I’ve published a (newly updated!) video on youtube, outlining a framework I’ve been using for thinking about research design, particularly in social sciences.
It is based on 4 central ideas, that gradually adopt a more fine-grained focus, and a necessary gesture towards analysis: hence the idea of a 4+ part framework.
The parts are:
1. Strategy – the big picture, how you name the kind of research you are doing. This does a lot of work in setting the tone and character of your research, signals to others what they might expect, and from this, many implications for other parts of design flow.
2. Theoretical / Conceptual Framework – this is about the set of ideas or sets of ideas that help you frame your research in more abstract terms. Such a framework is
- part of the location of your work in scholarly debates, fields, contexts
- something that enables you to frame a concrete problem in more scholarly terms (and in doing so make a local or specific issue something of wider relevance)
- operationalise something tricky to pin down (e.g if you want to research something ‘invisible’ like ‘learning’ or empirically slippery like ‘class’, or ‘sexism’, then a theory or conceptual framework will enable you ‘see’ it
- often something that you speak to in your contribution to knowledge (advancing the framework, adding to it, applying it in new areas, challenging aspects of it).
3. Sampling – not necessarily implying positivistic / quantitative notions, but pointing to the need to think seriously about who is involved in research (or what, if you’re looking at documents for example), who isn’t, what your relationships with these people or objects are, what inclusions and exclusions there are, whether and how these matter etc. And remember, sampling isn’t just people, but times, places, events, phenomena and so on!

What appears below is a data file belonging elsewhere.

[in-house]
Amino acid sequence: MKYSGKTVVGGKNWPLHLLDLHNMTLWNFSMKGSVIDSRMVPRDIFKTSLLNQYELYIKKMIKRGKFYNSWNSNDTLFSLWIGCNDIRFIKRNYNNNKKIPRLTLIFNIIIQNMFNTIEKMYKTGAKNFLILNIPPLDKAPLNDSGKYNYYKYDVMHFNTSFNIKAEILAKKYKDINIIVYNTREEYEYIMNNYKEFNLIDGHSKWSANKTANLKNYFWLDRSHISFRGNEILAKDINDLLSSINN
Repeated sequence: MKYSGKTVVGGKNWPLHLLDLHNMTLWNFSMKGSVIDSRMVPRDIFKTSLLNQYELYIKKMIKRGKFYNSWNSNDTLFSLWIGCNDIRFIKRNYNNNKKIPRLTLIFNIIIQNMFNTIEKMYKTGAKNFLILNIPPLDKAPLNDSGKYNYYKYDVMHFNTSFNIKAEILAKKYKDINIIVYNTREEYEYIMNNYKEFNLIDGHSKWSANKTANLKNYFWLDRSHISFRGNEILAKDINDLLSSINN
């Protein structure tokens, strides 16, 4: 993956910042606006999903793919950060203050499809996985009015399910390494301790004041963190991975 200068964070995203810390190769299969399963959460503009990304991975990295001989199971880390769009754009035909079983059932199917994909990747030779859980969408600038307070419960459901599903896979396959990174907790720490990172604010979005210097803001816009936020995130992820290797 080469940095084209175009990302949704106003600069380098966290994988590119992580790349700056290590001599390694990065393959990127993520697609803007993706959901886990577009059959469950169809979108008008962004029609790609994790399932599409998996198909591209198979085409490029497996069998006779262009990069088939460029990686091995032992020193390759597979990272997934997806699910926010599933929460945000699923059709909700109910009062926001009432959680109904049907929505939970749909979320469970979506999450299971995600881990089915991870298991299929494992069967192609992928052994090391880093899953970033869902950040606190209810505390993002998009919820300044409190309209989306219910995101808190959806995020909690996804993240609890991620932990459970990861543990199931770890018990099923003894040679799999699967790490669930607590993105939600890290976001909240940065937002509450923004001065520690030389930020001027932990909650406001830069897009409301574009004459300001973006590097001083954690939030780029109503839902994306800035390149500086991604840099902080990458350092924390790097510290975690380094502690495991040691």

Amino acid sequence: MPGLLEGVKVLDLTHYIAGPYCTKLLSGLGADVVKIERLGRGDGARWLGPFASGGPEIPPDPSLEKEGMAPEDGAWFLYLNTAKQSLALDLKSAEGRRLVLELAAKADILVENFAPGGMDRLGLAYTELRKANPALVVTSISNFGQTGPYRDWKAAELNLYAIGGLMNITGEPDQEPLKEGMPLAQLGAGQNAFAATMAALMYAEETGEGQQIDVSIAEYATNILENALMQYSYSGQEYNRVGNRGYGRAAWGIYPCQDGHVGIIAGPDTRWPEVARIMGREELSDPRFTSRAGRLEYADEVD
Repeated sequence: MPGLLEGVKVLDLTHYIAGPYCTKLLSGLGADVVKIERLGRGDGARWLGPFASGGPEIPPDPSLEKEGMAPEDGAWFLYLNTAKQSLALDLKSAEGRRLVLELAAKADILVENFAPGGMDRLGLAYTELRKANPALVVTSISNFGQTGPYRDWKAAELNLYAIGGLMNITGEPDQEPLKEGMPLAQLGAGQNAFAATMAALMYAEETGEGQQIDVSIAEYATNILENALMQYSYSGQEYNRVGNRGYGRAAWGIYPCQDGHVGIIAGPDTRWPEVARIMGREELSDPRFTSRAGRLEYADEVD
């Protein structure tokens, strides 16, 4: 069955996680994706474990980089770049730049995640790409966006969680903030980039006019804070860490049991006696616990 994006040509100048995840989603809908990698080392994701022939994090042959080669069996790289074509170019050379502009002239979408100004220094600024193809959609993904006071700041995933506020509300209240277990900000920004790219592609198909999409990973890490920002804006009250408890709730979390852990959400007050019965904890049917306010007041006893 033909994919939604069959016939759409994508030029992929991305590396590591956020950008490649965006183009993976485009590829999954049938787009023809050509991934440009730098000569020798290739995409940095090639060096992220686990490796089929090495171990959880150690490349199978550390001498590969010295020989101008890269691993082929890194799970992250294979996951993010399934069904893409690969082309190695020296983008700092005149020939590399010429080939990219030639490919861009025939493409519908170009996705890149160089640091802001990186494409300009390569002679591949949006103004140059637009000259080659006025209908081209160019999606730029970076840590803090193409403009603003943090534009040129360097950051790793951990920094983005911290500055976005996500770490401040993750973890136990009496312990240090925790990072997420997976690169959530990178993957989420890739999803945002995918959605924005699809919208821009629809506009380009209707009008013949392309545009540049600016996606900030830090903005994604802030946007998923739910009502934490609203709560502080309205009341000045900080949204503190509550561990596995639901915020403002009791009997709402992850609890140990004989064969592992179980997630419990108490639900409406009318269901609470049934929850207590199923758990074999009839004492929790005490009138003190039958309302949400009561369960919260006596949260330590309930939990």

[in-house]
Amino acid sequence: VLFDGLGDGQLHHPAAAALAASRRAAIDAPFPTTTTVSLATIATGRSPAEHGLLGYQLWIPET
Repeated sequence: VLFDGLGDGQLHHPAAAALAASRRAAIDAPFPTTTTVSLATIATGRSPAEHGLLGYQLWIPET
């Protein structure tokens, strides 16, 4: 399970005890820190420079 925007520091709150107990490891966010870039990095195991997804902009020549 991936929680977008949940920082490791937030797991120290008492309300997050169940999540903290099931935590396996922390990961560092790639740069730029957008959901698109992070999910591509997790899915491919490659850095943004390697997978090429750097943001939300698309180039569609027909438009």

4. Methods – the broad tools you use in your research to gather information (or generate data, if you’re coming from a more constructivist paradigm where things aren’t out there waiting to be discovered…). I raise the question of alignment between these and your research questions, but distinguish methodological issues from…
5. Techniques – this is how you use the tools in (3). What kind of interview are you doing? How are you observing? What is your survey like? Here I point explicitly to aesthetic aspects of the accomplishment or performance of research methods, the art that goes with the (social) science.
5+ – Analysis. Learning from my own mistakes in the (now dim and distant) past: going and getting data, or designing research without thinking through how the analysis will proceed is a no-go. It doesn’t mean you can predict and anticipate exactly what you’ll do analytically, but it’s better to think ahead than to get what looks like great data and then realise there’s no sensible way to analyse it that links to your research question (I say this from experience!).
The tree metaphor
The video makes use of a tree metaphor, talking about research as planting seeds and growing a tree.
Where do you plant the seeds here and not there (ie. why this topic / question and not another? what other trees are growing here? what else has been done?)
How tall does your tree have to be? (ie. what do you have to do to stand out and make a new contribution in this field?)
How thick is your trunk? (ie. how do your make your research sturdy, able to withstand the odd thing going wrong, and the gusty winds of academic critique?)
How wide are your branches? (ie. how far can your analysis take you beyond what you studied to saying something of wider relevance? This doesn’t mean empirical generalisability necessarily!)
How tasty is your fruit? (ie. how palatable are your conclusions? or at least, how inviting is what you have to say in terms of capturing people’s attention. You don’t necessarily want to say what people want to hear, but you’ve got to get them enticed somehow!).
I hope you find this helpful!
I should acknowledge that this post and the video float in a void in terms of references to methods literature. I’m not claiming anything revolutionary here and am sure that may people talk about similar issues in research design. The tree metaphor is probably new (at least as far as I’m aware), and I think some clarity around saying design involves thinking about strategy, sampling, methods, techniques (oh, and analysis!) may be helpful. These terms are used in many different ways in the literature. This is simply how I find it useful to think about them.